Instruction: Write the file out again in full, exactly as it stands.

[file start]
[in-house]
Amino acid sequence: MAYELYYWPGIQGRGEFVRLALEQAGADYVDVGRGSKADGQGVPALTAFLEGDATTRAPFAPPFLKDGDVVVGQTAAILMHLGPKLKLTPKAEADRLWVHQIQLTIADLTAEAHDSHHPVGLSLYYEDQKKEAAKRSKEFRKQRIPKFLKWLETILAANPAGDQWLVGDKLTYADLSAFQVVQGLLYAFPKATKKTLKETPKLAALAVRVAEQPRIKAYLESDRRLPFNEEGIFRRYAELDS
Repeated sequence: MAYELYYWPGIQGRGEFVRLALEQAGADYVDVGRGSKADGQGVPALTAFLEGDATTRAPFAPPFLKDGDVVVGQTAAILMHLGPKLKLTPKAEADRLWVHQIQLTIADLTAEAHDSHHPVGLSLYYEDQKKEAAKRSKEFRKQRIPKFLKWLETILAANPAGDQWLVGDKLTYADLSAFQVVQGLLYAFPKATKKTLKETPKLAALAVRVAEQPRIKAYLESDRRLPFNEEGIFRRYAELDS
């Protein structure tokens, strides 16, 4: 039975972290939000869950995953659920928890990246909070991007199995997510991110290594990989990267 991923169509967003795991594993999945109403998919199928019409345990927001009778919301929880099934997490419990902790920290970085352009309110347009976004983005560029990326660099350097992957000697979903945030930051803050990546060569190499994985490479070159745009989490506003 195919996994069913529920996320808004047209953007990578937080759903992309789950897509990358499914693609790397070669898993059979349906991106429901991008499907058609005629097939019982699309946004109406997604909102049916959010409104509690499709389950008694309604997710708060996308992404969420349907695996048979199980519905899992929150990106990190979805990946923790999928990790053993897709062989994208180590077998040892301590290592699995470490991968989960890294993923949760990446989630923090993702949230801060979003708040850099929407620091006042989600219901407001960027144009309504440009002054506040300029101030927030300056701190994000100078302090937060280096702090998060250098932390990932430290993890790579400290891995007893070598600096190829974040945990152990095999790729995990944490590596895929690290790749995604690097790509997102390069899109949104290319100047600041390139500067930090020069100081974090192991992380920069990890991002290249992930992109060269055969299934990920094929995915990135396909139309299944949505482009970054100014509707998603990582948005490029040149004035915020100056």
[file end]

[in-house]
Amino acid sequence: MAYELYYWPGIQGRGEFVRLALEQAGADYVDVGRGSKADGQGVPALTAFLEGDATTRAPFAPPFLKDGDVVVGQTAAILMHLGPKLKLTPKAEADRLWVHQIQLTIADLTAEAHDSHHPVGLSLYYEDQKKEAAKRSKEFRKQRIPKFLKWLETILAANPAGDQWLVGDKLTYADLSAFQVVQGLLYAFPKATKKTLKETPKLAALAVRVAEQPRIKAYLESDRRLPFNEEGIFRRYAELDS
Repeated sequence: MAYELYYWPGIQGRGEFVRLALEQAGADYVDVGRGSKADGQGVPALTAFLEGDATTRAPFAPPFLKDGDVVVGQTAAILMHLGPKLKLTPKAEADRLWVHQIQLTIADLTAEAHDSHHPVGLSLYYEDQKKEAAKRSKEFRKQRIPKFLKWLETILAANPAGDQWLVGDKLTYADLSAFQVVQGLLYAFPKATKKTLKETPKLAALAVRVAEQPRIKAYLESDRRLPFNEEGIFRRYAELDS
């Protein structure tokens, strides 16, 4: 039975972290939000869950995953659920928890990246909070991007199995997510991110290594990989990267 991923169509967003795991594993999945109403998919199928019409345990927001009778919301929880099934997490419990902790920290970085352009309110347009976004983005560029990326660099350097992957000697979903945030930051803050990546060569190499994985490479070159745009989490506003 195919996994069913529920996320808004047209953007990578937080759903992309789950897509990358499914693609790397070669898993059979349906991106429901991008499907058609005629097939019982699309946004109406997604909102049916959010409104509690499709389950008694309604997710708060996308992404969420349907695996048979199980519905899992929150990106990190979805990946923790999928990790053993897709062989994208180590077998040892301590290592699995470490991968989960890294993923949760990446989630923090993702949230801060979003708040850099929407620091006042989600219901407001960027144009309504440009002054506040300029101030927030300056701190994000100078302090937060280096702090998060250098932390990932430290993890790579400290891995007893070598600096190829974040945990152990095999790729995990944490590596895929690290790749995604690097790509997102390069899109949104290319100047600041390139500067930090020069100081974090192991992380920069990890991002290249992930992109060269055969299934990920094929995915990135396909139309299944949505482009970054100014509707998603990582948005490029040149004035915020100056």